The guidelines encourage federal agencies sponsoring renewable energy development to mitigate risks and take other steps to make new projects attractive to private markets and improve their viability. The guide educates federal project managers on private-sector financing across a variety of funding options and competitive acquisition processes. Commercial developers may use the guidance to better understand federal energy planning and acquisition processes.
EERE Cooperative Agreements
On March 14, Assistant Secretary for Energy Efficiency and Renewable Energy David Danielson told the House Energy and Water Subcommittee of the House Appropriations Committee that his office will cease making competitive grants in favor of cooperative agreements at the beginning of the 2014 Fiscal Year. They will also adopt more active project management along the lines of ARPA-E.
On March 11, The Department of Energy’s Nuclear Energy office announced a new funding opportunity for small modular nuclear reactors (SMR). The solicitation is open to new proposals for developing SMR projects that have the potential to be licensed by the Nuclear Regulatory Commission (NRC) and ready for commercial operation by 2025.
Transportation Energy Futures (TEF)
On March 15, the Department of Energy’s Transportation Energy Futures (TEF) project said that concerted action by the transportation sector and vehicle users could reduce petroleum usage and greenhouse gas emissions by 80 percent or more by 2050. TEF, which has identified possible paths to a low- petroleum, low-carbon future in a series of nine reports, said that the transportation sector currently accounts for 71 percent of the total U.S. petroleum consumption and 33 percent of total U.S. Carbon emissions.
ENVIRONMENTAL PROTECTION AGENCY
Power Plant Regulations Delayed
On March 14, the Environmental Protection Agency said that it would delay its schedule for finalizing planned rules that would set carbon emissions standards for new power plants. EPA says that the delays are a result of a recent assessment of current EPA resources; however there are other theories as to the reason for the delay. Some suspect there is a desire by EPA to put the issue on the back burner until after the confirmation hearing for EPA Administrator-nominee Gina McCarthy, or to delay them until next year when standards for both old and new power plants could be combined into one new regulation.
Eastern U.S. Ozone Levels
On March 11, a study, entitled “Reconciling NOx Emissions Reductions and Ozone Trends in the U.S., 2002-2006,” revealed that ozone levels in eastern part of the U.S. had fallen more quickly that an Environmental Protection Agency (EPA) air pollution computer model had predicted. EPA’s Community Multiscale Air Quality model had predicted ozone levels would drop by 4.6 parts per billion (ppb), but the study says those levels actually dropped 8 ppb between 2002-2006.
Biofuel RIN Quality Assurance
The EPA will host a public meeting Tuesday, March 26 to receive comments on its proposed Quality Assurance Program (QAP). Developed after consultation with the biodiesel and petroleum refining industries, the QAP is designed to prevent fraudulent RIN trading like that which plagued the biodiesel sector last year. If obligated parties follow the procedures in the QAP, they can avail themselves of an affirmative defense if they are later discovered to have purchased fraudulent biofuel credits. Some biofuel producers assert the QAP will be a costly administrative burden.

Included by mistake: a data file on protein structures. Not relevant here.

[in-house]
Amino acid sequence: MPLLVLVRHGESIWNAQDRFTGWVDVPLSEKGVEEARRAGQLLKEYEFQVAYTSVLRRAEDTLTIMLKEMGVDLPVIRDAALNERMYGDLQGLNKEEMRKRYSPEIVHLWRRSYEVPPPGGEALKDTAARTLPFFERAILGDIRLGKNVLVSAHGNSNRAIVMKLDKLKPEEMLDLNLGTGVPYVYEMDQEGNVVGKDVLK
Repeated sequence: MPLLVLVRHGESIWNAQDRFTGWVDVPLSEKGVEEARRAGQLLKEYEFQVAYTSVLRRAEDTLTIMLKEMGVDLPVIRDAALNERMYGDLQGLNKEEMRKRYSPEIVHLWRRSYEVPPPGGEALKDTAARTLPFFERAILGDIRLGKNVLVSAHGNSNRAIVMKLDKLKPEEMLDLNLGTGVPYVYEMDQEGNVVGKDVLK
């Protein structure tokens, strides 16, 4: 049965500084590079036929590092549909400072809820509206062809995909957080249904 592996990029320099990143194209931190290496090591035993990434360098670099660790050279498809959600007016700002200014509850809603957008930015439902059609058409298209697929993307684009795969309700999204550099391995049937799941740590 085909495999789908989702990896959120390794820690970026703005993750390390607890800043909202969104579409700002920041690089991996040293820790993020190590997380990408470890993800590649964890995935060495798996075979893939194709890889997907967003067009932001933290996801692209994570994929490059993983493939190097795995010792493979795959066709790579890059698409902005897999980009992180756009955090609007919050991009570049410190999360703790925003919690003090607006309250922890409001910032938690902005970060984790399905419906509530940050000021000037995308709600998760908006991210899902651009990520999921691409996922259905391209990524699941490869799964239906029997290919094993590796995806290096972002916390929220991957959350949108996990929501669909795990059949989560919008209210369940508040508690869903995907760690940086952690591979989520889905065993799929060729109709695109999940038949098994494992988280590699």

Three Renewable Projects Approved
On March 13, the Department of the Interior announced approval of three renewable energy projects on public lands in California and Nevada. One wind project in Nevada and two solar projects in California collectively will provide 1,100 megawatts (MW) of electricity to the Southwest power grid. The three projects bring the total Obama Administration approved renewable energy projects on public lands to 37 with a combined capacity of 11.5 gigawatts (GW).
BLM Oil Shale Management Rule
On March 7, the Office of Management and Budget (OMB) completed its review of the Bureau of Land Management’s (BLM) proposed rule on oil shale management on Western federal lands. The rule would provide more detail on environmental protection requirements and add flexibility to the royalty system. BLM has not yet said when it will release the rule for public comment.
NUCLEAR REGULATORY COMMISSION
Unistar Review Denied
On March 11, the Nuclear Regulatory Commission (NRC) declined to review a 2012 agency decision that Unistar Nuclear Energy LLC may not build a new reactor at the Calvert Cliffs nuclear power station in southern Maryland because the French company has no U.S. partner. The Atomic Energy Act prohibits foreign ownership, control or domination of a U.S. nuclear reactor. Unistar would have to reapply to the NRC if it were to find a U.S. partner.
NRC Chair Calls For Solution
On March 12, the Nuclear Regulatory Commission (NRC) Chairman Allison Macfarlane called on Congress and the Obama Administration to work harder to come up with a long-term solution to the nation’s nuclear waste storage problem.
DEPARTMENT OF HOUSING AND URBAN DEVELOPMENT
HUD Sustainable Community Program
On March 11, the Department of Housing and Urban Development (HUD) said the department’s sustainable community program mostly likely will not receive funding in fiscal year 2013, even though President Obama requested $410 million for the program. HUD is hoping to obtain funding in fiscal year 2014
China Plans to Limit Pollutants
On March 5, China’s Ministry of Environmental Protection released a plan to limit pollutants from coal-fired power, iron and steel, cement, nonferrous metal, petrochemical, and chemical facilities in 47 major cities in 19 provinces. The plan covers particulate matter, volatile organic compounds and soot as well as other pollutants. The plan covers existing facilities as well as new ones.